Another s-tier advantage you can get from a tankless water heater that its lower month-to-month costs. Although the initial cost is higher than traditional water heaters, tankless heaters are 22% more efficient which leads you to save up to $100 annually.
Tankless water heaters are found in gas, electric, and solar models. A non-gas tankless heater can save you from the hassle of rerouting gas lines or investing in other labour-intensive, costly alternative options.
And, if you go for a solar water heater, there’s nothing to worry about rerouting gas lines or installing new electrical fixtures. Solar water heaters are suitable for any climate and take less time to make up for the higher price tag.
Drawbacks of A Tankless Water Heater
One of the biggest issues you can face while using a tankless water heater is inconsistent water temperature. It happens when you need a hot water supply from multiple sources simultaneously.
So, you’ll find it difficult to use multiple showers, dishwashers, clothing washers, or other appliances at the same time.
Higher Upfront Cost
Although the operating cost of a tankless water heater is low, this product may put a dent in your bank account. The traditional water heaters cost around $500 whereas the least expensive tankless water heaters start at $1000.
However, the specialized models of tankless heaters come with so many great features that the expenditure will be totally worth it.
Power Outage Reliability
When the power goes out, you may not get hot water in an emergency. Although you use a gas tankless water heater, the overall system depends on a control panel that runs on electricity.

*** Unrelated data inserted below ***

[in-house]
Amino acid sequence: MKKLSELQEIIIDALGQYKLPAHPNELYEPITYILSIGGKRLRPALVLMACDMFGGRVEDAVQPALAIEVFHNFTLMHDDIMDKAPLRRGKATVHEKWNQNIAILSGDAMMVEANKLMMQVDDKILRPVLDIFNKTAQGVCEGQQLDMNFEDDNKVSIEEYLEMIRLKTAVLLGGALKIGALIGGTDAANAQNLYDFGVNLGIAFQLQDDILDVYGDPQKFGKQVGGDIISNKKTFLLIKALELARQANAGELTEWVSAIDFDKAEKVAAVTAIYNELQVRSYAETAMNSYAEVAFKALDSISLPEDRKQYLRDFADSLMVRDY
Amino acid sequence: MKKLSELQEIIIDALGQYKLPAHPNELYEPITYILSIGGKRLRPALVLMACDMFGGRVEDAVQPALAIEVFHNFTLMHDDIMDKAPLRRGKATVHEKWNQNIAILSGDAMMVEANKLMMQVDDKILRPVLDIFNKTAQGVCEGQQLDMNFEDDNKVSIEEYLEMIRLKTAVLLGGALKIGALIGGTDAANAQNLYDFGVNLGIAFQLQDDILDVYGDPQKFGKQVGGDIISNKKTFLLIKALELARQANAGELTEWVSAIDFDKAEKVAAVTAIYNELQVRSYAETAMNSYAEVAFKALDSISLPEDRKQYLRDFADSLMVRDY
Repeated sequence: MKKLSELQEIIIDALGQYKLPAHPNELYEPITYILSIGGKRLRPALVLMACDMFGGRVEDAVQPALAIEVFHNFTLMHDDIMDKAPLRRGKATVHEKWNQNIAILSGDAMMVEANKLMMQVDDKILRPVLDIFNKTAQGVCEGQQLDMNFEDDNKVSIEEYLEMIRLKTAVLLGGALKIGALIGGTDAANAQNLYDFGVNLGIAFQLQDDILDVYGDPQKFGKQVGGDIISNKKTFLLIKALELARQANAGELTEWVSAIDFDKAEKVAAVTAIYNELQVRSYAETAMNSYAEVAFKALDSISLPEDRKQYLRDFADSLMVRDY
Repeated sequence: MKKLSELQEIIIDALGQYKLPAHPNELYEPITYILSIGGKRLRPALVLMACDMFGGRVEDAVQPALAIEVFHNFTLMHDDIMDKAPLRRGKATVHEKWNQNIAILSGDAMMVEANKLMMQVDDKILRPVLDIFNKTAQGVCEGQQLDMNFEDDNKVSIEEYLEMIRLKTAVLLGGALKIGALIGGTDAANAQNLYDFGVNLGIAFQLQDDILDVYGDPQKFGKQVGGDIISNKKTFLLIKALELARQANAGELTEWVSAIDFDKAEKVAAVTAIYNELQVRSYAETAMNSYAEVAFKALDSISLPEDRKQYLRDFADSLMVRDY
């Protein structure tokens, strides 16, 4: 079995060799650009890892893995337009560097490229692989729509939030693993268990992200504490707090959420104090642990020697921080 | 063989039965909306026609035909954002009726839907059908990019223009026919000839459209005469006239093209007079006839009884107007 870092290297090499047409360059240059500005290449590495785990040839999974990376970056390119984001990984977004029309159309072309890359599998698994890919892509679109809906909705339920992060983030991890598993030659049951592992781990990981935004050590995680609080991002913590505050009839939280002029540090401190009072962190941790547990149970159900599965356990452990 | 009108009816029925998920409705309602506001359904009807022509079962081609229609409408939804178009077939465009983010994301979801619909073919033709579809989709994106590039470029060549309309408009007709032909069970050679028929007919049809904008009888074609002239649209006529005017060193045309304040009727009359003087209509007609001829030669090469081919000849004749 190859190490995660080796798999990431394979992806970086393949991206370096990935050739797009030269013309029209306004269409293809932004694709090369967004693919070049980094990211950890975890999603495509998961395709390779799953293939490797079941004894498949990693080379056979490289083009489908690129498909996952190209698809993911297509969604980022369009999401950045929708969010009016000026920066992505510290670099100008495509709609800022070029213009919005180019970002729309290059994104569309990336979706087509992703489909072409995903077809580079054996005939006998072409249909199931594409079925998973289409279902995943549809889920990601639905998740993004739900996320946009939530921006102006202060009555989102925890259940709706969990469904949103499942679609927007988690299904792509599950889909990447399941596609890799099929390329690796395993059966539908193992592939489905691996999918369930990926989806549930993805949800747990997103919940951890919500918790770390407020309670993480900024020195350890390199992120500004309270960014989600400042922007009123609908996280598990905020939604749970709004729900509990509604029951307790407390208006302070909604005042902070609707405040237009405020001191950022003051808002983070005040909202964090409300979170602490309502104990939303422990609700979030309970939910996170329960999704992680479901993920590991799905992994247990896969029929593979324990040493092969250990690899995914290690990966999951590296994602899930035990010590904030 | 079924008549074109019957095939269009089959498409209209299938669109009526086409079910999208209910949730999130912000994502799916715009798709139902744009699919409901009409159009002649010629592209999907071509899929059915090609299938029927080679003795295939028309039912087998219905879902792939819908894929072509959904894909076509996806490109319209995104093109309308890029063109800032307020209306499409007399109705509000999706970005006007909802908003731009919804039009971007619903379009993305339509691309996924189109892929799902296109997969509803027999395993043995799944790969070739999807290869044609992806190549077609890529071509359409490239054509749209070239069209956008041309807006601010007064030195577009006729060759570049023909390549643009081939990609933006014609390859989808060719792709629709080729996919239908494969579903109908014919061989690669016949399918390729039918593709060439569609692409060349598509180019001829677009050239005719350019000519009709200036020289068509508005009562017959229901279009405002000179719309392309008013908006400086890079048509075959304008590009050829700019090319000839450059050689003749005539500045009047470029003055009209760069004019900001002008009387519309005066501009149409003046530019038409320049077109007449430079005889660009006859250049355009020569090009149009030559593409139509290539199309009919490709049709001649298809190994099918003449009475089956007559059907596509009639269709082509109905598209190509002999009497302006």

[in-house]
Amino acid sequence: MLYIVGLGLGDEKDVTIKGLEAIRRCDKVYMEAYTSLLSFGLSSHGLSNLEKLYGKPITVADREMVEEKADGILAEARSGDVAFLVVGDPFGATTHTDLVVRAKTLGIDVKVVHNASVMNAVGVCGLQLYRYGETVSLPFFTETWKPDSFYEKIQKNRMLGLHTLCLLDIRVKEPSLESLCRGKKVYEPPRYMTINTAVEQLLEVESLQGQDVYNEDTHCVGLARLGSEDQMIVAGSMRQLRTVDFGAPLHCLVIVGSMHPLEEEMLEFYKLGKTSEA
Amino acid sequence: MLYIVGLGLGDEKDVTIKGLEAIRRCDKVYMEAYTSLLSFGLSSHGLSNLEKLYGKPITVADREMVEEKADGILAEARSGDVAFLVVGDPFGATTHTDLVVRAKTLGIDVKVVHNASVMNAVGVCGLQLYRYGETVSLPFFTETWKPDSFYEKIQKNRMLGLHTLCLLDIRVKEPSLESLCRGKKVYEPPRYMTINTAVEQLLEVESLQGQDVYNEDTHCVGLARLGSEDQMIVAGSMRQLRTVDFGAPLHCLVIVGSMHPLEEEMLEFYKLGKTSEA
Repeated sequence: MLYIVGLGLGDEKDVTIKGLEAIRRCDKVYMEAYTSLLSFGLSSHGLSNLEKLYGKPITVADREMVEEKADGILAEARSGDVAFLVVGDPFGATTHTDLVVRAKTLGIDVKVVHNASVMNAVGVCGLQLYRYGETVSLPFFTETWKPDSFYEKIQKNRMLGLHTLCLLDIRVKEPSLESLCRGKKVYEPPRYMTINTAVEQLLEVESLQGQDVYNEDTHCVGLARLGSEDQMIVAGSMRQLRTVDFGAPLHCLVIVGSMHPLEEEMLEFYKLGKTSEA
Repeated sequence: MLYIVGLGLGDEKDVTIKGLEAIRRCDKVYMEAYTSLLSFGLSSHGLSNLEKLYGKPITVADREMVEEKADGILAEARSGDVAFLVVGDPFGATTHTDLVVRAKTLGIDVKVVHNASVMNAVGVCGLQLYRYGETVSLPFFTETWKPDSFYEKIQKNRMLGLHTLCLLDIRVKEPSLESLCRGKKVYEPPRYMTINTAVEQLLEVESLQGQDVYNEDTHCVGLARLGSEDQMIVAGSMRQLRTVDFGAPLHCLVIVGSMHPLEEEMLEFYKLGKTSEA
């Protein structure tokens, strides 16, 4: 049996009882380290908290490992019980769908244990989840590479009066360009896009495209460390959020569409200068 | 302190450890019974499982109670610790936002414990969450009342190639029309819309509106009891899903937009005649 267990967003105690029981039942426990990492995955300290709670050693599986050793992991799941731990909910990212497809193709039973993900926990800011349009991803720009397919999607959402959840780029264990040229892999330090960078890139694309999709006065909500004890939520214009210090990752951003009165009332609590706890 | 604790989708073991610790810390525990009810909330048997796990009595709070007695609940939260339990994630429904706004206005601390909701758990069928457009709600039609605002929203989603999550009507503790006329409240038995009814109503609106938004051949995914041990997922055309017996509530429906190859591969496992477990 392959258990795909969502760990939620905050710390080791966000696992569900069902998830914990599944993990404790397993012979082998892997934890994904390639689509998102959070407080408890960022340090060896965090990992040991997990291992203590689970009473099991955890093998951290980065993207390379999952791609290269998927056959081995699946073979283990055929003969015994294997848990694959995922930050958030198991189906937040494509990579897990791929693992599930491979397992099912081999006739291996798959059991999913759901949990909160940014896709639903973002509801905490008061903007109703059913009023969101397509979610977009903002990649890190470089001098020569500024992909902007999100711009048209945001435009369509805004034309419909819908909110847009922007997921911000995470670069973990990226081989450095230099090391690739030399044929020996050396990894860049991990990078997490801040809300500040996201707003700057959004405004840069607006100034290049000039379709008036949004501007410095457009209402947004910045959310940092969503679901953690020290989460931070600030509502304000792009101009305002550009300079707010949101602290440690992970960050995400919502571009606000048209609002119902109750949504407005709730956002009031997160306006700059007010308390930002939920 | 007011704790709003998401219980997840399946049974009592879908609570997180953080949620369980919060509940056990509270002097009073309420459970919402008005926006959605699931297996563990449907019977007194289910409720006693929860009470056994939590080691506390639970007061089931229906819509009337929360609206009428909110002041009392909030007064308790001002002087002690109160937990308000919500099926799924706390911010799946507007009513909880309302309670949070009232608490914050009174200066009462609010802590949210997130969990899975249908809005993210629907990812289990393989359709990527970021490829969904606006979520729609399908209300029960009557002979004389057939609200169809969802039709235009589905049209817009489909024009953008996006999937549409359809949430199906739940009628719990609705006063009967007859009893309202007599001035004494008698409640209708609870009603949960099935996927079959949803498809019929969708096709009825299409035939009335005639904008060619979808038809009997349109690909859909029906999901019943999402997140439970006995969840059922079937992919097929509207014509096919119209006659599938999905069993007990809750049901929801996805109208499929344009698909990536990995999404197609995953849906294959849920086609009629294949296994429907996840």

Additional Equipment is Often Necessary
Usually a water softener is required to make sure that a tankless water heater operates well. This additional equipment will add to the unit’s upfront price tag. Also, a softener will take up quite a lot of space beside the wall-mounted heater.
Electric Tankless Water Heater Pros And Cons
Using an electric water heater can make your life easier. This type has a bunch of advantages to offer you like lower up-front costs, higher efficiency, safety ensured, and so on. Let’s get a detailed idea about the pros and cons of an electric tankless water heater.
- Electric tankless water heaters are more efficient compared to gas tankless water heaters. You can expect to get energy efficiency as high as 0.89 EF factor from electric tankless options.
- An electric water heater’s initial cost is significantly less than a gas-powered water heater. There are electric water heaters in the $500-$700 price range but you need to spend at least $1,000 to get a gas tankless water heater.
- It’s easier to install an electric water heater. All you need is a 150 A grid to install it. Also, the installation cost is lower than gas-powered heaters.
- Electric water heaters don’t require high maintenance. You’ll have to clean the inlet screen filter often, that’s it.
- Electric water heaters are safer than gas-powered ones as there’s no risk of a gas leak.
- Electric counterparts are lighter than the counterparts of a gas tankless water heater.
- Electric water heaters take longer to heat the water. Once you’re done using all the hot water, it will take quite a while for the unit to heat up the rest of the water.
- Although the upfront cost of an electric water heater is lower, the operating cost is higher than gas water heaters.
Gas or Electric Water Heater?- Which One Should You Go For?
The answer solely depends on which you prefer over what. Take a quick look at the comparison chart to get a crystal clear idea about their specifications.
|Parameters||Electric Tankless Water Heaters||Gas Tankless Water Heaters|
|Energy efficiency||0.89 EF Factor||0.80 EF Factor|
|Flow rate capacity||Around 10 GPM||8 GPM- 20 GPM|
If you see around, you’ll notice that more people are deciding for an electric water heater than a gas-powered model. It’s because electric water heaters are mode affordable, easier to install, without the risk of gas leakage, and run on electricity.